In the Catholic areas of Europe, the human remains (both their bones and the fabrics they touched) of persons considered to have been exceptional are usually stored for transformation into relics. The production and the reproduction of the object-relic takes place within monasteries and is carried out firstly on the material level. In this article I intend to present in detail, from an anthropological standpoint, the practices used to process such remains, the role of the social actors involved and the political-ecclesiastical dynamics connected with them. Owing to obvious difficulties in accessing enclosed communities, such practices are usually overlooked in historiographical and ethno-anthropological analyses, while they should instead be considered the most important moment in the lengthy process intended to give form and meaning to remains, with a view to their exhibition and use in ritual.
-avian intimacy denigrates not only the slain human body, the fighting and agential body reduced here to morsels of warm meat for the pleasure of birds, but also the intimate human relations that, in the oral culture of the poem, provide the conduit for human knowledge production.
Homosociality and knowledge
In elite homosocial cultures, including both the warrior culture of Beowulf and the monasticism that probably produced the text, love and knowledge are transmitted through the same intimate bonds.
moments in the Second World War.
A similar fluidity in the significance of clothing occurs in religious identity. In medieval and Catholic Europe, simple dress was part of the identity of monks, friars, and nuns, and if there was colour, it was often black or brown. The Protestant reaction in and after the European Reformation distanced itself from what it saw as the excesses of the Catholic church by adopting its own version of the very visual signs of Catholic monasticism: simple clothes, absence of colour, preference for black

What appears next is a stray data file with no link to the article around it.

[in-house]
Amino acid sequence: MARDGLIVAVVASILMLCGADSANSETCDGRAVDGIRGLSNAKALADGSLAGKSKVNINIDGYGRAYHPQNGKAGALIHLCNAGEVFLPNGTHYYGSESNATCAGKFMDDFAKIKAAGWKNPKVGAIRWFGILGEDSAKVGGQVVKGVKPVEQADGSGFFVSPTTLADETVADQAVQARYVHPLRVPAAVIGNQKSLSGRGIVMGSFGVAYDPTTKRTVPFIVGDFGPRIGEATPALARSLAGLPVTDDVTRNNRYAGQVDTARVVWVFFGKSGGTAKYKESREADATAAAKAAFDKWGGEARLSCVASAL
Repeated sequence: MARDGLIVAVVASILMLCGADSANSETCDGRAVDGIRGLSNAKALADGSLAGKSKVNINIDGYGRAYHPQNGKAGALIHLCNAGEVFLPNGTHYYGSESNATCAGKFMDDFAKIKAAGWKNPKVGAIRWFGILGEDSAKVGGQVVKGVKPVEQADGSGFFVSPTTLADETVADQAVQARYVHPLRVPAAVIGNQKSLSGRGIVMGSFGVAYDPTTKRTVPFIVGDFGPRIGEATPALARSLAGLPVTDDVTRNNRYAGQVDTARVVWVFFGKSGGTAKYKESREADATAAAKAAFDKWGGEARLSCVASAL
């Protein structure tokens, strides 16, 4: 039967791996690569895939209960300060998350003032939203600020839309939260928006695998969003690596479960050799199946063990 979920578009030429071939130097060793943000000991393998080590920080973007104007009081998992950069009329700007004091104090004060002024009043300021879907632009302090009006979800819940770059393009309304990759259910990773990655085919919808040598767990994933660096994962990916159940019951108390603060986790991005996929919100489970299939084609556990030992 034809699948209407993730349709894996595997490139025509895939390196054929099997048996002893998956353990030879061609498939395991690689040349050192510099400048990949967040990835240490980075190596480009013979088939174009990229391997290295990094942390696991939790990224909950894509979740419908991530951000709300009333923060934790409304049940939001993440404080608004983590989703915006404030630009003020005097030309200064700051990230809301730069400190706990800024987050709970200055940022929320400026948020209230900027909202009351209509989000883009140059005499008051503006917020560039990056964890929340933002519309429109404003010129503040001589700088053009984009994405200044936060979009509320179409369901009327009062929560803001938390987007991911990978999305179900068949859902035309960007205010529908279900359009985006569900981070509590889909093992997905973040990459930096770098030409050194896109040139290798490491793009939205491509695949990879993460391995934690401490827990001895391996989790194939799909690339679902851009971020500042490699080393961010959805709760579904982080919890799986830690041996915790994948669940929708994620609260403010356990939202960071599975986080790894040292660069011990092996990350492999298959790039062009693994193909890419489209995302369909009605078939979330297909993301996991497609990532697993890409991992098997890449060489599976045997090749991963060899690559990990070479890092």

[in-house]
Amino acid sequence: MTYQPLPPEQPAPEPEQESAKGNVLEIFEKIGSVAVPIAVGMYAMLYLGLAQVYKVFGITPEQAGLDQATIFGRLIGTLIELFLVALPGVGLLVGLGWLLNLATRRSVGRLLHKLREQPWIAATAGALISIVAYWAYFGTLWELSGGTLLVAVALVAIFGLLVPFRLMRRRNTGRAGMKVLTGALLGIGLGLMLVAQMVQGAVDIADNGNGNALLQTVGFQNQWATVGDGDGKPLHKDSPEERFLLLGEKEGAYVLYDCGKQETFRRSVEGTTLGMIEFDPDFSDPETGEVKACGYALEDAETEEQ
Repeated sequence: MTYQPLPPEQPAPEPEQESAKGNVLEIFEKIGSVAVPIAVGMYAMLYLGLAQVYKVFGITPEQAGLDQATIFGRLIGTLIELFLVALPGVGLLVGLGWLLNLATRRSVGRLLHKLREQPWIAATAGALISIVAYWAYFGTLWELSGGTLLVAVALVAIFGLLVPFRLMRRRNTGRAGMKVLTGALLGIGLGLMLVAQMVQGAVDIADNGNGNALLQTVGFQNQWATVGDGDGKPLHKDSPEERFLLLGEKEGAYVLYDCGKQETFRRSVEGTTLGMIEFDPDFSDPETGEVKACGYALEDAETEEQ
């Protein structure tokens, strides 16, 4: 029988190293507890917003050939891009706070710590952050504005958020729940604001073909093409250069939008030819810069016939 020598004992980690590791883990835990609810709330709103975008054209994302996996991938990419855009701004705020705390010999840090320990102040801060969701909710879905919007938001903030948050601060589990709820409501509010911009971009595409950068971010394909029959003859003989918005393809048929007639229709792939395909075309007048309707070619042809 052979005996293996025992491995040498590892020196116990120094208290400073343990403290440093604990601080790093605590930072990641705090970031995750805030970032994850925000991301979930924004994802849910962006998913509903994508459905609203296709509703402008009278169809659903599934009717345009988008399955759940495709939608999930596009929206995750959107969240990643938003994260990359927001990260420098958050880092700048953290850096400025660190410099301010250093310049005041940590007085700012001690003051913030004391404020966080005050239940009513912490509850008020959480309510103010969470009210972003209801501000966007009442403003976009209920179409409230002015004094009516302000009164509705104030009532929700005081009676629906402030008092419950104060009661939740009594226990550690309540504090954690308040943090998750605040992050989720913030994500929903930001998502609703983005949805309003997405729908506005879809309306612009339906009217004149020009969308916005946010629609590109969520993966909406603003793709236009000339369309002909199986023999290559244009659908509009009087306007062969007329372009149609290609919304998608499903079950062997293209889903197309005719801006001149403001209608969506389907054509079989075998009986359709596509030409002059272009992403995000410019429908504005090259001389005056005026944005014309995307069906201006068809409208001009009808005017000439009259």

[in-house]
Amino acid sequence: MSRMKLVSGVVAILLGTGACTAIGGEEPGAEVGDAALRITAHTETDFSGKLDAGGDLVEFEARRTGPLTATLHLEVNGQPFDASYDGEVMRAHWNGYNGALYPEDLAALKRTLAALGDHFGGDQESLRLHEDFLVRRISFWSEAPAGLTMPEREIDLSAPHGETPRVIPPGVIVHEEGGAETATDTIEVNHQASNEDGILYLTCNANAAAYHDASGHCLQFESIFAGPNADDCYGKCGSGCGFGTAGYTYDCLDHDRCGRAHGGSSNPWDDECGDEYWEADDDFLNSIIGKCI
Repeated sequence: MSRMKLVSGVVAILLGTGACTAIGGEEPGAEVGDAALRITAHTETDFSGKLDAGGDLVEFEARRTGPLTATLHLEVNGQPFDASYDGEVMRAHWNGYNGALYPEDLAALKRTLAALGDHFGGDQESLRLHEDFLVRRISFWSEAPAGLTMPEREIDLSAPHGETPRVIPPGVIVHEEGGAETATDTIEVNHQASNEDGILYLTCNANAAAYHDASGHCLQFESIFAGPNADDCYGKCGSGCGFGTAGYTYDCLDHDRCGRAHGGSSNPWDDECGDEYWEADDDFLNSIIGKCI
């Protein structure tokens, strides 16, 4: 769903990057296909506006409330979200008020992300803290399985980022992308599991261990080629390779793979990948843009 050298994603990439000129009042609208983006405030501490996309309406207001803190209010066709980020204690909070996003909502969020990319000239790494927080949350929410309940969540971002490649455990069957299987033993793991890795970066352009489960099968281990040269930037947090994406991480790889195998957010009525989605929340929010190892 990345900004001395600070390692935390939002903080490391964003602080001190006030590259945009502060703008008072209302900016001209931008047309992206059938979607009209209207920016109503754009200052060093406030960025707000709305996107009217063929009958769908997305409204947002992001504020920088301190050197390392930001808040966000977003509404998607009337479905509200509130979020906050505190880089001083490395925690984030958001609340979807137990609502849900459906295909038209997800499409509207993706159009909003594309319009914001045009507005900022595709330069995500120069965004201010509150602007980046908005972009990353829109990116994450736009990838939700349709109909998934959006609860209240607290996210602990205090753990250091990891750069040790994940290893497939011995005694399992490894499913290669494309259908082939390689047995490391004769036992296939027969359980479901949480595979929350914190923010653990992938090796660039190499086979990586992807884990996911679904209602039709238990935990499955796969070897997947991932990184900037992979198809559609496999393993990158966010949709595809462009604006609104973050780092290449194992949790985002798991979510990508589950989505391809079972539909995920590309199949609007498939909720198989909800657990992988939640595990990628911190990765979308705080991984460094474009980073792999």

and perceive the historic seventh-century past. On the other hand,
the incorruptible body, by dint of not displaying the passage of
time, allowed multiple temporalities to coexist. Perpetually poised
between life and death, activity and slumber, St Cuthbert could
carry the past into the present –his still incorrupt corpse forever
fixed in a former time yet, quite literally, flexible enough to endure
into the future.
1 Michelle Brown, The Lindisfarne Gospels, pp. 34–5. The ‘Celtic’ tradition refers to the Irish-oriented Columban monasticism that combined
Lindy Brady, ‘Echoes of Britons on a fenland frontier in the Old English Andreas ’, RES , 61 (2010), 672.
See Kelly Wickham-Crowley, ‘Living on the ecg: mutable boundaries of land and water in Anglo-Saxon contexts’, in Clare A. Lees and Gillian R. Overing (eds), A place to believe in: medieval monasticism in the landscape (University Park, PA: Pennsylvania State University
field. 15 Monasticism and Puritanism alike attempt to reduce clothing to a functional level, but cannot avoid at the same time using it to proclaim both an egalitarian and ascetic message and the distinctiveness of the wearer. John Moore, visiting Paris in 1789, observed that ‘in a short time a little black cloak on a brown thread-bare coat became respectable; and afterwards, when the cloaks were laid aside … a great plainness or rather shabiness of dress was … considered as a presumption of patriotism.’ 16 Democracy as the rule of all entails the abolition of